JAKARTA, Indonesia (AP) — A commuter train collided with a truck hauling gasoline in Indonesia's capital Monday, killing at least seven people and sending a fireball of orange flames and black smoke shooting skyward.
The collision in southern Jakarta killed the train engineer, a technician and at least five others, said Jakarta police spokesman Col. Rikwanto, who uses one name like many Indonesians. More than 70 people were injured, according to Budi Satriyo, chief of Suyoto Hospital.
"The engineer attempted to brake, but then a fuel truck ran onto the railroad tracks and the brakes could not stop it from hitting the truck. It exploded and bounced off," said Imron, a passenger who escaped from a vehicle nearby. "It happened so fast!"
The burned-out passenger car was seen lying on its side while plumes of black smoke billowed from parts of the engulfed train. It was headed to central Jakarta when it hit the truck carrying 24,000 liters (6,340 gallons) of gasoline just before noon.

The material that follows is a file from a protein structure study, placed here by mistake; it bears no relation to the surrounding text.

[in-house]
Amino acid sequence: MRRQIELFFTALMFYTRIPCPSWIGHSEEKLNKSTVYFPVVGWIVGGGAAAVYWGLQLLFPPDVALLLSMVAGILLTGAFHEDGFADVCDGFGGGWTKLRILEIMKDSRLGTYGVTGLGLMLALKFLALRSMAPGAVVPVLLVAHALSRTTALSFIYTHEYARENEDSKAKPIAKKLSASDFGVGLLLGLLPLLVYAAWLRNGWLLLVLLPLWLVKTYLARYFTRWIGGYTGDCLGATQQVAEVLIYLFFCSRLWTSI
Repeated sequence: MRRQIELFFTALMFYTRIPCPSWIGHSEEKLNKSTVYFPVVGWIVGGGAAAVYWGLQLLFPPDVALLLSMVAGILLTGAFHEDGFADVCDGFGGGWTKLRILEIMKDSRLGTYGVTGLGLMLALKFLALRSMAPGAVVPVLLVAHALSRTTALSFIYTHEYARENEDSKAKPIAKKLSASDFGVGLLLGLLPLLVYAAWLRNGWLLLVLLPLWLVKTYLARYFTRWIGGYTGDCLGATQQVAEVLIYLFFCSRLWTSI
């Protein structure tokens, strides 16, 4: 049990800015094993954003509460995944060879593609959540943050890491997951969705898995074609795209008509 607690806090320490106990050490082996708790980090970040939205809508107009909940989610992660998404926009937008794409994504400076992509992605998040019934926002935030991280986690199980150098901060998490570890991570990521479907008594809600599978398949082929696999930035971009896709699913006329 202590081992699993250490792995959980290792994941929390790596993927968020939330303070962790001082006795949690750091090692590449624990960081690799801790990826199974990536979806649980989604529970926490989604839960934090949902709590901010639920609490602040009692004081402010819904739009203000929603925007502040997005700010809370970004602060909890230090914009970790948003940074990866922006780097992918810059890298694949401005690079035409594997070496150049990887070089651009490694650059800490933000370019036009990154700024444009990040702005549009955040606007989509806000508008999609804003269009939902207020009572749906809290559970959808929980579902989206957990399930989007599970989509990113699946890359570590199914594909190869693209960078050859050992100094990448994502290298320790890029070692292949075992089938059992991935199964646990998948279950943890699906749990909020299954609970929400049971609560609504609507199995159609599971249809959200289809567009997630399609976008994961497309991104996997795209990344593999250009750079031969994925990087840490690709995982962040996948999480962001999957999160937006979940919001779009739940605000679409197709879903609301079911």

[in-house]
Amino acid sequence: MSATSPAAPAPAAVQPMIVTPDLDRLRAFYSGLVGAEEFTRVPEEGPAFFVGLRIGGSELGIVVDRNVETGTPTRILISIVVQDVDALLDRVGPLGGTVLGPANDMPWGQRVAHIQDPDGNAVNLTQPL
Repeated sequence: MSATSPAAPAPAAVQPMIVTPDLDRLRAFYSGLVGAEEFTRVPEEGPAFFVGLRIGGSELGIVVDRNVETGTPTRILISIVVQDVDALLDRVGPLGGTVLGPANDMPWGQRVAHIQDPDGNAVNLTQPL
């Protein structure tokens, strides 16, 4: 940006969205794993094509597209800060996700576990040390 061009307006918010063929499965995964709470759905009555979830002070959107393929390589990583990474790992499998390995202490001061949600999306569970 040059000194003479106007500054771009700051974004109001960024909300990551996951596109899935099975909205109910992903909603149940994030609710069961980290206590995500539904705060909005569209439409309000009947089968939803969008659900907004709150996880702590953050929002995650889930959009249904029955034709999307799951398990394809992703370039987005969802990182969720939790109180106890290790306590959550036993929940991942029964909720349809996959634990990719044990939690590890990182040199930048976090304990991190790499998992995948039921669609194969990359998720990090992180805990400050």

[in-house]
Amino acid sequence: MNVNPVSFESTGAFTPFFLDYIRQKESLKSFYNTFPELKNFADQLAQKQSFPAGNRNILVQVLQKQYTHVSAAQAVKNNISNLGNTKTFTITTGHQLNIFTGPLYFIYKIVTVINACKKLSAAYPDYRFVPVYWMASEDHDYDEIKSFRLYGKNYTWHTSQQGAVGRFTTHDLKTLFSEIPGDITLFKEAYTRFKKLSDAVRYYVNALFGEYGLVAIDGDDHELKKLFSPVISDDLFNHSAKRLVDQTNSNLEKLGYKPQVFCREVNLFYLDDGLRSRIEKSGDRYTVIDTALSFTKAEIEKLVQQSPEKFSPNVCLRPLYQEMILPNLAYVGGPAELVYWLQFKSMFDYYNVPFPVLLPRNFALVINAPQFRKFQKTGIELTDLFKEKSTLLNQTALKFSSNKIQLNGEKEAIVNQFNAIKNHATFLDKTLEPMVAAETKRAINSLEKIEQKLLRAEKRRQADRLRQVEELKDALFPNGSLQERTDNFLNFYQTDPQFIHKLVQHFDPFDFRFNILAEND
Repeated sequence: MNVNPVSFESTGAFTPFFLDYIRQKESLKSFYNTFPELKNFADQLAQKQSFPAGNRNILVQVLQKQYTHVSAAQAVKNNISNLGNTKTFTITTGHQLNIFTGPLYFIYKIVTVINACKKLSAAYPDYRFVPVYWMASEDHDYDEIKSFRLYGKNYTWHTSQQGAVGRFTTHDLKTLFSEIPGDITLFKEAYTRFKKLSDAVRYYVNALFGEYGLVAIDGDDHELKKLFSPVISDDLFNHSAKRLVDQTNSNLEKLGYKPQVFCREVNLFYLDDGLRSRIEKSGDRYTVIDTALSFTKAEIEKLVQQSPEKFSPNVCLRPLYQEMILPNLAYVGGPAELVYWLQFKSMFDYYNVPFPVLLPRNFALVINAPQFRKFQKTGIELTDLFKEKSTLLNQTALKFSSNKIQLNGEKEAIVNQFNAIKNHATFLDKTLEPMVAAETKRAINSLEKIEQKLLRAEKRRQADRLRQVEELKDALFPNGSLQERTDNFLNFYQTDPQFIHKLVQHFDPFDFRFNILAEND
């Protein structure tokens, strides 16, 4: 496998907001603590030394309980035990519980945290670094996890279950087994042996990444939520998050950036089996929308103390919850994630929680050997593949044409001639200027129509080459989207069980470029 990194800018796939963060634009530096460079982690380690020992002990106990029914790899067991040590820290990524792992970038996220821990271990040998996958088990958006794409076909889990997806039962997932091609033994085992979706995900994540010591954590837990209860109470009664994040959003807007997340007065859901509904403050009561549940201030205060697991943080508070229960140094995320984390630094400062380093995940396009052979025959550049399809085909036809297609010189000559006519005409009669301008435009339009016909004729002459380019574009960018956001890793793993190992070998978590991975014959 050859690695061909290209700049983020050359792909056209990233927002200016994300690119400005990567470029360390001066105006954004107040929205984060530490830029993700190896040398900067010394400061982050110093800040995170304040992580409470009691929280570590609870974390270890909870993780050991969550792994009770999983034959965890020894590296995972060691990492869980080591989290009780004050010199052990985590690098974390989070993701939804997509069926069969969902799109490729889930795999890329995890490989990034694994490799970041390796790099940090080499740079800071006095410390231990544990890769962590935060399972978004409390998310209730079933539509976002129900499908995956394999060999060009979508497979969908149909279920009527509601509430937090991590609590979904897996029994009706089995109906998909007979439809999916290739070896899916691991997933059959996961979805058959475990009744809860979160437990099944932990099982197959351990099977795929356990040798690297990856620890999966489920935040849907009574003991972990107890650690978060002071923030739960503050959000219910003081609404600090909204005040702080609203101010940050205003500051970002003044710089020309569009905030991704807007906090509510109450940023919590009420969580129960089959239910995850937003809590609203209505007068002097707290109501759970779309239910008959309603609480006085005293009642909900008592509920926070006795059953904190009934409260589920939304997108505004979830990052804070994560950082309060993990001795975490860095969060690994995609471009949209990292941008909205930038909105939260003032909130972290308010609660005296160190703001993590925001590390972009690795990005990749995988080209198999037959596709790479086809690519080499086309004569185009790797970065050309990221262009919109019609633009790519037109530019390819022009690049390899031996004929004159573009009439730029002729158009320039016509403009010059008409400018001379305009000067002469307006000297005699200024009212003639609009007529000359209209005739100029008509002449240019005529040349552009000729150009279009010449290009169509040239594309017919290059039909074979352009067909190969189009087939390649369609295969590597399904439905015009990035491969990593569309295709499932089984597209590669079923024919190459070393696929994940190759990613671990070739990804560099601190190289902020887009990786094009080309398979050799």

About 500 passengers were aboard the train's eight cars, and all train signals were working at the time of the crash, said train company spokesman Sukendar Mulya.
The driver survived and was being treated at a hospital.
Two train cars derailed, including a women-only car, as hundreds of panicked passengers ran away, many screaming and crying. Rescuers pulled out three bodies pinned under the wreckage, said Sukarno, a firefighter. The cause of the accident is being investigated.
"My position was near the door, but I could not move because I was ... trampled by other passengers," said Veronica, a commuter from the derailed women-only car, who uses only one name. "We managed to escape after people from outside broke the windows. I saw many victims with burns on their legs, hands and stomachs."
She said that the carriage quickly filled with thick smoke, making it difficult to breathe.
The accident occurred near the site of a 1987 crash that killed 156 people and injured hundreds more when two trains collided.
Commuter trains are often packed with passengers due to the lack of other forms of public transportation in Jakarta, which has some of the worst traffic jams in Asia.
Associated Press writers Niniek Karmini and Ali Kotarumalos contributed to this report.